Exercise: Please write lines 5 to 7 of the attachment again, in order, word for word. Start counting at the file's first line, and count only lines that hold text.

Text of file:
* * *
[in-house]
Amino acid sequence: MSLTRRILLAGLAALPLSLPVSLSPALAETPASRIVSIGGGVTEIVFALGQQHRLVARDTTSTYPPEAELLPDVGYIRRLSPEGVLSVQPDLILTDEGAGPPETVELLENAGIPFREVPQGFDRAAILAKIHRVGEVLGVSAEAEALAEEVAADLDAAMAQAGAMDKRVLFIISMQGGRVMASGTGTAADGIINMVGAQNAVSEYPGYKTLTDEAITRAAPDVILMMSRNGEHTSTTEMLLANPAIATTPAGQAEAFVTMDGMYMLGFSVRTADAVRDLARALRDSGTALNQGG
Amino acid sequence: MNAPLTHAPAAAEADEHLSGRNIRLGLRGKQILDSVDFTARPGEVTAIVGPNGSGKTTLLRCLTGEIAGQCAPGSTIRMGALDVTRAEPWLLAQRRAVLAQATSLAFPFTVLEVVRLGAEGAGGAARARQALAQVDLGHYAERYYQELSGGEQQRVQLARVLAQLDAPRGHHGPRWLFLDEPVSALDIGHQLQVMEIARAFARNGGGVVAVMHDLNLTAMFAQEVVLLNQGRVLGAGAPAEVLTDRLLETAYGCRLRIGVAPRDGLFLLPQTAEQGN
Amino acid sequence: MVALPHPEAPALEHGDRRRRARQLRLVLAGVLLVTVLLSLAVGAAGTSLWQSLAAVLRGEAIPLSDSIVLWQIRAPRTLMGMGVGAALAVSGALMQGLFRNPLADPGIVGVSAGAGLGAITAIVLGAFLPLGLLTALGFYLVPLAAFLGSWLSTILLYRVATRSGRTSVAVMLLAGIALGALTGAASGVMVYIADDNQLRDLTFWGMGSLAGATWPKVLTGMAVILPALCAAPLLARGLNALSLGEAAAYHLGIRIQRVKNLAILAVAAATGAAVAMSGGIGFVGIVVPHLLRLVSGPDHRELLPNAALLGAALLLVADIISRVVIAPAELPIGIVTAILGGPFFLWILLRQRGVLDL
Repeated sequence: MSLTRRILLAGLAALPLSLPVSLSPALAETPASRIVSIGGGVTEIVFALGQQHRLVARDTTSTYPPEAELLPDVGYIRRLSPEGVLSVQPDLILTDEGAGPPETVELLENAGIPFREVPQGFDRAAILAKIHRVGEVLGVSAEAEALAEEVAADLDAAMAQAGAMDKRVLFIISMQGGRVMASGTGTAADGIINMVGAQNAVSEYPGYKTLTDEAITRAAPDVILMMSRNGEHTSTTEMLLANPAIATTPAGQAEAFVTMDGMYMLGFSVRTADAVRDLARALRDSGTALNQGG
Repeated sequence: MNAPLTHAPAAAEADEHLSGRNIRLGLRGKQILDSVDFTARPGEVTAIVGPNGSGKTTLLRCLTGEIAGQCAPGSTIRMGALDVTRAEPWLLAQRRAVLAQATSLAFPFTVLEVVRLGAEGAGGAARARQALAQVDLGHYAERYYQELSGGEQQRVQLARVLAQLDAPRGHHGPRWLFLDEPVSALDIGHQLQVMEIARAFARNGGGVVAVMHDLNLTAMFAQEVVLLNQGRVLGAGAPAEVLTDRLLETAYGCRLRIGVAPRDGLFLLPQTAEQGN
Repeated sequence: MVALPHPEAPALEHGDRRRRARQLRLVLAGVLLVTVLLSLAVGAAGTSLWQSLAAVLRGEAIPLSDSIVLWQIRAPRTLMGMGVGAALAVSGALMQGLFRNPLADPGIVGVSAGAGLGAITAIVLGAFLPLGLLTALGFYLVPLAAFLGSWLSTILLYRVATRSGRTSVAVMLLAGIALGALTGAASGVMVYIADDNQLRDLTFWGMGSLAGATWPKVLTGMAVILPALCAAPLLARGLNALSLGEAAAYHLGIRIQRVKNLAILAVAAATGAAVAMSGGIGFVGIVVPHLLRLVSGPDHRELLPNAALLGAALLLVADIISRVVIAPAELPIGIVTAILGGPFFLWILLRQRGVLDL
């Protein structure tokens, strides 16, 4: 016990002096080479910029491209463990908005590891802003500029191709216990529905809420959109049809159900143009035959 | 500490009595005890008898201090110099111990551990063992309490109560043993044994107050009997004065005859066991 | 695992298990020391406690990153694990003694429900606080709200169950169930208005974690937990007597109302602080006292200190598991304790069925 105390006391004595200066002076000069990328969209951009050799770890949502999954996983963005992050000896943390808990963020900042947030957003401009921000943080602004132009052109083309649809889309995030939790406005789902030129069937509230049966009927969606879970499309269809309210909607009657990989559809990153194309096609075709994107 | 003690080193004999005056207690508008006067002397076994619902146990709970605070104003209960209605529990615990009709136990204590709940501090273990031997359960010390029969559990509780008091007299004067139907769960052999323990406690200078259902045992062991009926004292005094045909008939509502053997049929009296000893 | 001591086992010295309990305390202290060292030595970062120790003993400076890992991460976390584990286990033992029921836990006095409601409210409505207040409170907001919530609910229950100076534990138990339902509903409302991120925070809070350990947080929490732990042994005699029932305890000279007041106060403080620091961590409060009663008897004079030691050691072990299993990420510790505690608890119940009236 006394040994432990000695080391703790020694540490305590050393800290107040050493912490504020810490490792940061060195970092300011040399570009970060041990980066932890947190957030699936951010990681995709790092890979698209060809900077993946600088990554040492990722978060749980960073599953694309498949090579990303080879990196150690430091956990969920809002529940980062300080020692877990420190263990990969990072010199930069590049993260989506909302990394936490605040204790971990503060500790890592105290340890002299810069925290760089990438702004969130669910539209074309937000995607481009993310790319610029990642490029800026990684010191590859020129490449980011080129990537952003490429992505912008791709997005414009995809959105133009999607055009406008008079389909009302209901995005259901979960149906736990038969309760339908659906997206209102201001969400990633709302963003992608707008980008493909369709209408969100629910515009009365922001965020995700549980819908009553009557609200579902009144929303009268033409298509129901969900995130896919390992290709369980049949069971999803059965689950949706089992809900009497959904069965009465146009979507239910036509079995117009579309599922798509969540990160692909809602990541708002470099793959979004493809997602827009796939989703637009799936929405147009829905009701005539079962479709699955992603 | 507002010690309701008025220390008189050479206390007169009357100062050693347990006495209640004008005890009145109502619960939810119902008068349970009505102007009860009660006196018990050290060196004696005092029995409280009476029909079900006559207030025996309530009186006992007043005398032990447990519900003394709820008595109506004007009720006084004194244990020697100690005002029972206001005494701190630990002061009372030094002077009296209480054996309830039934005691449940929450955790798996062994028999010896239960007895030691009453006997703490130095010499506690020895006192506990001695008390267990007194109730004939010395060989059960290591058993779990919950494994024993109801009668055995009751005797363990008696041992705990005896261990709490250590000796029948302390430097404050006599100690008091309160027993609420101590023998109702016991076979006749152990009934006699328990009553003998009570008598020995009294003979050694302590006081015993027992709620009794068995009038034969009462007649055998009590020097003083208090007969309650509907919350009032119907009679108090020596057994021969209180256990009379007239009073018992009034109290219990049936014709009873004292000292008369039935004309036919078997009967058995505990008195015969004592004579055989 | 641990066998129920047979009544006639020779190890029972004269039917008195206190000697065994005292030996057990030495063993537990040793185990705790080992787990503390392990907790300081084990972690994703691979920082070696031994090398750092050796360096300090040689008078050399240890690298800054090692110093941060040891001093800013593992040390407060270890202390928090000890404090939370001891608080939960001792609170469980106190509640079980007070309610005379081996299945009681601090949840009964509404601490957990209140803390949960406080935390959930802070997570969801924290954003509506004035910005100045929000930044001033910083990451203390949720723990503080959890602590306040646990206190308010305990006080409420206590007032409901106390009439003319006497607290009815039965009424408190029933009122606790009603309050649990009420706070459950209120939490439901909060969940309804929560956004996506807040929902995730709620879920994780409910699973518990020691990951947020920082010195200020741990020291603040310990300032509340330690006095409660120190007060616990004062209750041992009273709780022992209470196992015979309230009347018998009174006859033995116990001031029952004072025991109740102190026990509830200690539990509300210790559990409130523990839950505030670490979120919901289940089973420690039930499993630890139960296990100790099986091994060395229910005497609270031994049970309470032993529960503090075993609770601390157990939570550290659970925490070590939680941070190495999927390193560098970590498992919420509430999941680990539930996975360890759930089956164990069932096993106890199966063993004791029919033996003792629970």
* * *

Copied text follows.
Repeated sequence: MSLTRRILLAGLAALPLSLPVSLSPALAETPASRIVSIGGGVTEIVFALGQQHRLVARDTTSTYPPEAELLPDVGYIRRLSPEGVLSVQPDLILTDEGAGPPETVELLENAGIPFREVPQGFDRAAILAKIHRVGEVLGVSAEAEALAEEVAADLDAAMAQAGAMDKRVLFIISMQGGRVMASGTGTAADGIINMVGAQNAVSEYPGYKTLTDEAITRAAPDVILMMSRNGEHTSTTEMLLANPAIATTPAGQAEAFVTMDGMYMLGFSVRTADAVRDLARALRDSGTALNQGG
Repeated sequence: MNAPLTHAPAAAEADEHLSGRNIRLGLRGKQILDSVDFTARPGEVTAIVGPNGSGKTTLLRCLTGEIAGQCAPGSTIRMGALDVTRAEPWLLAQRRAVLAQATSLAFPFTVLEVVRLGAEGAGGAARARQALAQVDLGHYAERYYQELSGGEQQRVQLARVLAQLDAPRGHHGPRWLFLDEPVSALDIGHQLQVMEIARAFARNGGGVVAVMHDLNLTAMFAQEVVLLNQGRVLGAGAPAEVLTDRLLETAYGCRLRIGVAPRDGLFLLPQTAEQGN
Repeated sequence: MVALPHPEAPALEHGDRRRRARQLRLVLAGVLLVTVLLSLAVGAAGTSLWQSLAAVLRGEAIPLSDSIVLWQIRAPRTLMGMGVGAALAVSGALMQGLFRNPLADPGIVGVSAGAGLGAITAIVLGAFLPLGLLTALGFYLVPLAAFLGSWLSTILLYRVATRSGRTSVAVMLLAGIALGALTGAASGVMVYIADDNQLRDLTFWGMGSLAGATWPKVLTGMAVILPALCAAPLLARGLNALSLGEAAAYHLGIRIQRVKNLAILAVAAATGAAVAMSGGIGFVGIVVPHLLRLVSGPDHRELLPNAALLGAALLLVADIISRVVIAPAELPIGIVTAILGGPFFLWILLRQRGVLDL